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Every Kenyan has a right to run for President, what’s the panic?

Saturday June 15 2019

Kapseret MP Oscar Sudi

Kapseret MP Oscar Sudi graces a fundraiser in Kipkenyo, Uasin Gishu County, on March 3, 2019. People who are worried over what they will eat for supper can do with less Tangatanga and Kieweleke nonsense in their lives. PHOTO | JARED NYATAYA | NATION MEDIA GROUP 

MAGESHA NGWIRI
By MAGESHA NGWIRI
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To many players, politics is a greatly exciting game with many rules, none of which is immutable. Elsewhere, when you are rejected by voters, you quit and look for another calling, but not in Kenya. Here, the losers never give up until they run out of money to buy votes while the winners seek every way to influence the affairs of State even when they have lost the plot. However, that is no big deal.

INCESSANT BICKERING

Look at the kind of fellows with crazy ideas they are electing in some countries always thought to be mature democracies.

In Kenya, attaining high office is not an end in itself; it would be nothing without the spoils that go with it. In all senses, the game is not for the faint-hearted, nor is it for those who seek to serve for altruistic motives. As a result, it is fair to say that many politicians are mercenaries who would make old Mike Hoare run for the hills. The question is why we trust them knowing well they will eventually betray us.

Ever since the famed handshake between President Uhuru Kenyatta and opposition leader Raila Odinga on March 9 last year, conventional wisdom has been that at last, normalcy in our politics was restored with the cessation of hostilities that had been the hallmark of relations between Jubilee and the opposition. Many were relieved that tensions had eased and the country could go back to a development trajectory. Indeed, for a while, we were transported by the euphoria of the moment as almost everyone had grown tired of incessant bickering.

But alas, within no time, we were reminded that in politics, nothing is as it looks like at first glance. The handshake turned into a ceasefire agreement between two powerful gentlemen who professed to have the country’s interests at heart. However, others saw it differently, which is why the political situation is still in turmoil more than a year later. It is also why many Kenyans wish the politicians would give them a break so that they can wallow in their misery without all that cacophony from folks who have already eaten their fill but still want more.

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INFANTILE POLITICKING

In a sense, the fissure within Jubilee was inevitable. The fact that the Deputy President was not in the loop when this noble gesture was conceived, and the fact that up to this day very few people seem to know exactly what was agreed on at Harambee House that day, was bound to raise suspicions that there were moves to shaft Deputy President William Ruto who had never hidden his 2022 ambitions. That was the genesis of the infantile politicking we are witnessing today. I call it infantile for want of a stronger word.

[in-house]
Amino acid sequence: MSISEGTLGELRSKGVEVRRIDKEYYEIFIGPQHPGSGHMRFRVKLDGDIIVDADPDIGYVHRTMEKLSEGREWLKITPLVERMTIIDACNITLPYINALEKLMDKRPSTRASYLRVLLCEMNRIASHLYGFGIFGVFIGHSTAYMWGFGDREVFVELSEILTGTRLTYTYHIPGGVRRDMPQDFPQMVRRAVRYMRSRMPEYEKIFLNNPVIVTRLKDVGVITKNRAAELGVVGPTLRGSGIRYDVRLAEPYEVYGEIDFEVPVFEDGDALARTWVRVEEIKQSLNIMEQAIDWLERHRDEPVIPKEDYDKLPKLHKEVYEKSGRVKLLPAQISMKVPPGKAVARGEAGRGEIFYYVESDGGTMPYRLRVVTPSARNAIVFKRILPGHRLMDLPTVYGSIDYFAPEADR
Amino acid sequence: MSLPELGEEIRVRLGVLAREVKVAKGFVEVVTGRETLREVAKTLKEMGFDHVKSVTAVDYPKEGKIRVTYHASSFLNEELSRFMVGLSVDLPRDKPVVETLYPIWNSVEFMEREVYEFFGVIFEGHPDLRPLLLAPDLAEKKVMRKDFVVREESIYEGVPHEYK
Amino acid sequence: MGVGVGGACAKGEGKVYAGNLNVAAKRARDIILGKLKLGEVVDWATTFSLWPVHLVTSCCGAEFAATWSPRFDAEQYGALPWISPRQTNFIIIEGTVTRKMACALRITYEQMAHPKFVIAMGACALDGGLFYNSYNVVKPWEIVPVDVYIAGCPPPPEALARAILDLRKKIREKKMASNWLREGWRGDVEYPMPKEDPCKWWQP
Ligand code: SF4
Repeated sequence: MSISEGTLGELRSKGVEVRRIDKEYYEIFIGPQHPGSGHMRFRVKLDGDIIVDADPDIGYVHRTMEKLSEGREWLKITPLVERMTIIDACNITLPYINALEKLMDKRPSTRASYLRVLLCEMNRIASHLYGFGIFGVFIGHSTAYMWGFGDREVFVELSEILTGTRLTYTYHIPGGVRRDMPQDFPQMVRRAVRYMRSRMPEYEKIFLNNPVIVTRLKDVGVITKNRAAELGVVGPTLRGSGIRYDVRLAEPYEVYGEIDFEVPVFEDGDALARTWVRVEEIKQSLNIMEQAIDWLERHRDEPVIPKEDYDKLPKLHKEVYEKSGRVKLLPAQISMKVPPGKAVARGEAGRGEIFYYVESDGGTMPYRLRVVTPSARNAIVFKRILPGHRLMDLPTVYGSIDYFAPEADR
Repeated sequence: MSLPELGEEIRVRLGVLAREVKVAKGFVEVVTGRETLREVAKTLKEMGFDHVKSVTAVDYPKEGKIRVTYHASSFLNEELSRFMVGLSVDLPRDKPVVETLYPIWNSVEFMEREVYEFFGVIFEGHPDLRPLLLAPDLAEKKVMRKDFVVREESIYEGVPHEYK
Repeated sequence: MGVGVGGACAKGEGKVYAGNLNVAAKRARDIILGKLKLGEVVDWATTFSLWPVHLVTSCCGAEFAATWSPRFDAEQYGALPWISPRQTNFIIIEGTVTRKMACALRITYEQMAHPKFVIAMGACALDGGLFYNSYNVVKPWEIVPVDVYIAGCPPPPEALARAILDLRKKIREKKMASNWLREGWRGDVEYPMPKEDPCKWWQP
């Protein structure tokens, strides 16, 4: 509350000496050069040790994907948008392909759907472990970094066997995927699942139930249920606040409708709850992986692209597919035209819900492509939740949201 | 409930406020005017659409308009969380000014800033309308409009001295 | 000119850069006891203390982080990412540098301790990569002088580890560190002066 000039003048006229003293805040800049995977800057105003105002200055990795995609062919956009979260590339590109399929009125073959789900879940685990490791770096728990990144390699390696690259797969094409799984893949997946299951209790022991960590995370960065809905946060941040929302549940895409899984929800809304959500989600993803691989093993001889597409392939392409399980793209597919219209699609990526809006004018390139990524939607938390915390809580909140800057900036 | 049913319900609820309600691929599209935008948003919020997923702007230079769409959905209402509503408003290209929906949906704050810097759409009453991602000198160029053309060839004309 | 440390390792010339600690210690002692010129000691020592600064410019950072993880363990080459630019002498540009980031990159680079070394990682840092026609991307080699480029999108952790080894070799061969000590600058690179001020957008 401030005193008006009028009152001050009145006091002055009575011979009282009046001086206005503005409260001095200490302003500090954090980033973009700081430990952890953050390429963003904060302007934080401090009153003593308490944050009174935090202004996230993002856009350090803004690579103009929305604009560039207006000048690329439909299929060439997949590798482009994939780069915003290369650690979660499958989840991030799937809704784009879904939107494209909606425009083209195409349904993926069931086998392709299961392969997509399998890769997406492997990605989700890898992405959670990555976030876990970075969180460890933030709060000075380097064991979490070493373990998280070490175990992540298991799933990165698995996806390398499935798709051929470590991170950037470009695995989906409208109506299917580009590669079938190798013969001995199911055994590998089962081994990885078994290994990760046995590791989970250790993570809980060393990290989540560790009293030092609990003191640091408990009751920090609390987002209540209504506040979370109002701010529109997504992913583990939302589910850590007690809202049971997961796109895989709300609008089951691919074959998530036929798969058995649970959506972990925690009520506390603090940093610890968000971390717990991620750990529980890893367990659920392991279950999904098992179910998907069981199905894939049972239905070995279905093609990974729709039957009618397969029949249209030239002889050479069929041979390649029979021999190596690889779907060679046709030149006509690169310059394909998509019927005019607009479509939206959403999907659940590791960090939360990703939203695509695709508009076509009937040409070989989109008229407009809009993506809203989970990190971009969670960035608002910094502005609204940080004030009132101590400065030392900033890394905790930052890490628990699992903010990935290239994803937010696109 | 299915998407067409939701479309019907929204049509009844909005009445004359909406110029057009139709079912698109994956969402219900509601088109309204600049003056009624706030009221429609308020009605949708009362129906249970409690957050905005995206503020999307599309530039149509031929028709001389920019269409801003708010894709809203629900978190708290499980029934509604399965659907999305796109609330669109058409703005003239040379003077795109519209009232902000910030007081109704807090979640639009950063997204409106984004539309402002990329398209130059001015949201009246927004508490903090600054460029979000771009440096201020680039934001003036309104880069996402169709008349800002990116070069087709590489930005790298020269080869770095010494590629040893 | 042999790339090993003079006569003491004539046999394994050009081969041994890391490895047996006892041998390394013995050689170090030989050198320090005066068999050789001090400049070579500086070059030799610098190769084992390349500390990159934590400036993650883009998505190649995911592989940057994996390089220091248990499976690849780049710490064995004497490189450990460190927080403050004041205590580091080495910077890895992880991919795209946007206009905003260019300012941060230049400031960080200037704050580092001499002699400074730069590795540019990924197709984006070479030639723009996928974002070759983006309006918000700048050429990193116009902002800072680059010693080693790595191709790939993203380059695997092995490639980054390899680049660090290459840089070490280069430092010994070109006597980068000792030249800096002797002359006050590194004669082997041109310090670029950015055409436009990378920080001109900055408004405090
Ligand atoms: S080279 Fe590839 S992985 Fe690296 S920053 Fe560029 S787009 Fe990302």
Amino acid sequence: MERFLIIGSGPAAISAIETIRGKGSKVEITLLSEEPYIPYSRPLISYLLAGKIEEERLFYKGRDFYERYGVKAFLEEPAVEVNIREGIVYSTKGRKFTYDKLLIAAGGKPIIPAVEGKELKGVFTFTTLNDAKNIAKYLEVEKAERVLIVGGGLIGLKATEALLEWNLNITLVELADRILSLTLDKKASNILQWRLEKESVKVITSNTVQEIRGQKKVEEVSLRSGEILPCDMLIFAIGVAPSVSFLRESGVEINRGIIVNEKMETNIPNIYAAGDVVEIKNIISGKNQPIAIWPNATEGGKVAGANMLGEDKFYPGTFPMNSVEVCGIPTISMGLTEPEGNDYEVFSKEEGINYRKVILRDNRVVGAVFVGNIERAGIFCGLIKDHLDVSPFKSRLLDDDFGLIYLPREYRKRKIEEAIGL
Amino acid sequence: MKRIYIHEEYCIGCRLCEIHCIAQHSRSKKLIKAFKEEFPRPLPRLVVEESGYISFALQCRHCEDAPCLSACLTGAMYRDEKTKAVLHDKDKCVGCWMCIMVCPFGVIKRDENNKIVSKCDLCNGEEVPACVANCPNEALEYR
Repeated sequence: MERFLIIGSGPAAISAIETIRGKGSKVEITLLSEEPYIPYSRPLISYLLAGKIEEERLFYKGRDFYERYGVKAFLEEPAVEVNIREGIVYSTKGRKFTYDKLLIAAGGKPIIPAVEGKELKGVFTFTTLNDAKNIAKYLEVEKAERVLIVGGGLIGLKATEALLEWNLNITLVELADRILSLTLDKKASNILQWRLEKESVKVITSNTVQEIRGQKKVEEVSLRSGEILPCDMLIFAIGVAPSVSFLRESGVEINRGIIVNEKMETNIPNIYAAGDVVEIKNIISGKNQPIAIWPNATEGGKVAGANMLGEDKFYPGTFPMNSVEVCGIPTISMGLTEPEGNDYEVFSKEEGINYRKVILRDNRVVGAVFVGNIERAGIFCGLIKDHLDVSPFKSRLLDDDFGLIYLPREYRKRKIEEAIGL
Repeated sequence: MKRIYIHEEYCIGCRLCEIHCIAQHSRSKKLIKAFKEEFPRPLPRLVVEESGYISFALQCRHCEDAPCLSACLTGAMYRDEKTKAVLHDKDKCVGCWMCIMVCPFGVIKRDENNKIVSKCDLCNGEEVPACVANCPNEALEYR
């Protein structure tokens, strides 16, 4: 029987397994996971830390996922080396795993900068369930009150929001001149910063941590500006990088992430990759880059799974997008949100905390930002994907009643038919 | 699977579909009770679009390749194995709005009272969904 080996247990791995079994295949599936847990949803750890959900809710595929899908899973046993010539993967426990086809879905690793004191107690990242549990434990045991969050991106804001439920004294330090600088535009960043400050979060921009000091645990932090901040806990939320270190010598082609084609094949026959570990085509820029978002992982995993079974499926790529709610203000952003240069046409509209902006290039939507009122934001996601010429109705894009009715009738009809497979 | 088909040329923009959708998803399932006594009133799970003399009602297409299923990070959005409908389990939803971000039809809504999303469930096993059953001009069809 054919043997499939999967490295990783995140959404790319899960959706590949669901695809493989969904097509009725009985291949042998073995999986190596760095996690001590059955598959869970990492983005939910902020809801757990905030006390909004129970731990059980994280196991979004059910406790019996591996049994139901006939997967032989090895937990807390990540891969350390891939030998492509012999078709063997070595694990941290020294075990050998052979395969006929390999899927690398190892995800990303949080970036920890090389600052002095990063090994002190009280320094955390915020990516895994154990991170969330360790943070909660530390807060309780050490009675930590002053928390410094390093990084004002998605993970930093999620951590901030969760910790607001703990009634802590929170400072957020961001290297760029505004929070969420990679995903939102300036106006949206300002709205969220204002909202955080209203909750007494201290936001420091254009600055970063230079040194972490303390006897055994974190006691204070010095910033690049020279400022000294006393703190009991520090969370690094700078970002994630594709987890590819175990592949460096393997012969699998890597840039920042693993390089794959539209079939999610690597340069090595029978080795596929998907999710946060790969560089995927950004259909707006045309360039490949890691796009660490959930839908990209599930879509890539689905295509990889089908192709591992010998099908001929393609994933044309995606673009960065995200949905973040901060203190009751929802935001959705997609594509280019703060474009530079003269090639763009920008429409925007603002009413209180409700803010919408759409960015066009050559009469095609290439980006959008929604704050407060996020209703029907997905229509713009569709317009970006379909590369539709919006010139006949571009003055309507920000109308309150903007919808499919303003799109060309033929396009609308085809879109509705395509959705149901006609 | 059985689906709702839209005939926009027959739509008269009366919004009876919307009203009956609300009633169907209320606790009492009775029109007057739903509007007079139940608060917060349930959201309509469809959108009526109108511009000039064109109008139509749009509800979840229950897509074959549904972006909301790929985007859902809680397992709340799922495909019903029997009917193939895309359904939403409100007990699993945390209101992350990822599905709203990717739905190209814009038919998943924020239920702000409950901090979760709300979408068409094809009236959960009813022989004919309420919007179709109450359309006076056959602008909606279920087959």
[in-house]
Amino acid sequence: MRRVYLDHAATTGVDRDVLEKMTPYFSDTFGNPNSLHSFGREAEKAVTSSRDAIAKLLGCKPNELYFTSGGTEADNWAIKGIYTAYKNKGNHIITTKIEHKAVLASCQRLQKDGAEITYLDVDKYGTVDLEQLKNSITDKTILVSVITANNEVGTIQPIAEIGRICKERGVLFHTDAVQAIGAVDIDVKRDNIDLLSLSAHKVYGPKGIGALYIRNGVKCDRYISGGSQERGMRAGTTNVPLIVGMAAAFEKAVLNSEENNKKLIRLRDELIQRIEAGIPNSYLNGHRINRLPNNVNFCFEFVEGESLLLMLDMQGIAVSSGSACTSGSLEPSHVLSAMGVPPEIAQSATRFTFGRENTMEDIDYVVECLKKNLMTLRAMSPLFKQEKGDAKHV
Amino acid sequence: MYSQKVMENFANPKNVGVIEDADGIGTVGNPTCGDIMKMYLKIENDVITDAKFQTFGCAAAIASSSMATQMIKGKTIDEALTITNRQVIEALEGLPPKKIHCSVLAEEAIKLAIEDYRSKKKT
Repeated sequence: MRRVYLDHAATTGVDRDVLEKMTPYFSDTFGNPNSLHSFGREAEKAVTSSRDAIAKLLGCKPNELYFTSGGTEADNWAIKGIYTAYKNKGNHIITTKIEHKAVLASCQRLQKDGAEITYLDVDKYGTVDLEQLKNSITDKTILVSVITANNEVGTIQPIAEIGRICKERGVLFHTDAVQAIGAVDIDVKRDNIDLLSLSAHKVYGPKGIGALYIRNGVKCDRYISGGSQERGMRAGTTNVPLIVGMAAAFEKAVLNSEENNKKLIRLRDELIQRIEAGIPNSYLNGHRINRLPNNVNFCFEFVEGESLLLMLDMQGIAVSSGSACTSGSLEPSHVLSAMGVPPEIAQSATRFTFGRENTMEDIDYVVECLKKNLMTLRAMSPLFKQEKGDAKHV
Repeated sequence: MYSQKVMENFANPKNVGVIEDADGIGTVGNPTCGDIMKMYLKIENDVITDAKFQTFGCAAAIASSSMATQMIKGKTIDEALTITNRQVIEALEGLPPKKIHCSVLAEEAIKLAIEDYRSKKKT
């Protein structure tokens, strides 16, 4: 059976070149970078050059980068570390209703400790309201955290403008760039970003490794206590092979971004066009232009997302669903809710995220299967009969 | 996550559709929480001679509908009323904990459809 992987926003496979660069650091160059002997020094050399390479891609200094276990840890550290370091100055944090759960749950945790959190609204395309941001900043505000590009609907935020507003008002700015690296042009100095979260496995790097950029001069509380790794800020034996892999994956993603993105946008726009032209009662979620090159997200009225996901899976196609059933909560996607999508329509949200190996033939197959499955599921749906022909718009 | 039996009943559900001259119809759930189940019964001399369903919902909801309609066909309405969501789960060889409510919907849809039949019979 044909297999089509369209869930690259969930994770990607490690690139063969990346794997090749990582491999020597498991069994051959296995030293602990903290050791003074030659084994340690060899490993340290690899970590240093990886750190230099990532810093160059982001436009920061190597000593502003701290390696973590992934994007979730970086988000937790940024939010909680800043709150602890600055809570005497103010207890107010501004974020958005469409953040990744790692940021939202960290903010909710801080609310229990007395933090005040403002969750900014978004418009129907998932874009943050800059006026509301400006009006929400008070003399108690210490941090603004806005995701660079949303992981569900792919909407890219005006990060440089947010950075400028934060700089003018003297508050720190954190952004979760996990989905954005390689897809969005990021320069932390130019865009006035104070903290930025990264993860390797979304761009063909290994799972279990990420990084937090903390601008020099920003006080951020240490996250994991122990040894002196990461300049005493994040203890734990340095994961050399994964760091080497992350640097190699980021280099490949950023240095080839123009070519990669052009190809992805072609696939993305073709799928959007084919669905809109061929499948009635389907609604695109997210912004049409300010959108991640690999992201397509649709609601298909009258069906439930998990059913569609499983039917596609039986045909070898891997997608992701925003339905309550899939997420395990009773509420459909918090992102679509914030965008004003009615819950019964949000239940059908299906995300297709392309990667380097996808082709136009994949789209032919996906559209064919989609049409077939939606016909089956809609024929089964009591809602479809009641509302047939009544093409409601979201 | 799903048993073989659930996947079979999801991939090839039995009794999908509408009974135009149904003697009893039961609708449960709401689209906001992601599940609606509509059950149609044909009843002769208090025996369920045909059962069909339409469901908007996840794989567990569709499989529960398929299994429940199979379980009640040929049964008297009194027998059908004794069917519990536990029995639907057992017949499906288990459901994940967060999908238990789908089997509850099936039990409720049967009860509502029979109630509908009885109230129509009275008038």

Let us examine just a few of the most recent happenings. On June 7, more than 2,000 of my fellow tribesmen led by an outfit calling itself Kikuyu Council of Elders, were “facilitated” to gather somewhere in Nyeri with the specific aim of seeking ways to shut out Mr Ruto from the succession race. Of course, nobody was courageous enough to say publicly that this was the sole agenda.

That is well and good but those “elders” should admit they were gathered to send a message to Mr Ruto, that he should not automatically count on votes from Mt Kenya region. That is quite troubling.

If they were annoyed by his forays into the region, and then they accuse him of engaging in early campaigns, what did they think they were doing? On the other hand, I have always held that DP Ruto made a grave tactical mistake when he showed his hand too early in the succession race. He has been running too fast and too furious, thus isolating himself at the front. When you do that in any competition, you make yourself vulnerable. His supporters can only hope he does not burn out too early the way dedicated pacemakers do in marathon races.

MISGUIDED MISSILES

It does not help either that many of his ardent supporters have been hurling misguided missiles at Mr Odinga on the presumption that what he is really after is the presidency, thus spoiling the DP’s chances. He probably aims to do just that and insulting him and his ethnic community is hardly the way to stop him. In any case, nobody has ever told Mr Odinga not to run for President. If they did, he never listened.

What I am saying is that it is still too early for anybody to whip up emotions just because both these gentlemen wish to run for President. It is their constitutional right to do so. In any case, by 2021, it is a given that a horde of prospective presidents will have declared their intent. Already, there is a rich crop to choose from. In short, since the 2022 campaigns have, unfortunately, already started, let everyone endear himself to voters without calumny or muck. People who are worried over what they will eat for supper can do with less Tangatanga and Kieweleke nonsense in their lives.

Mr Ngwiri is a consultant editor; [email protected]

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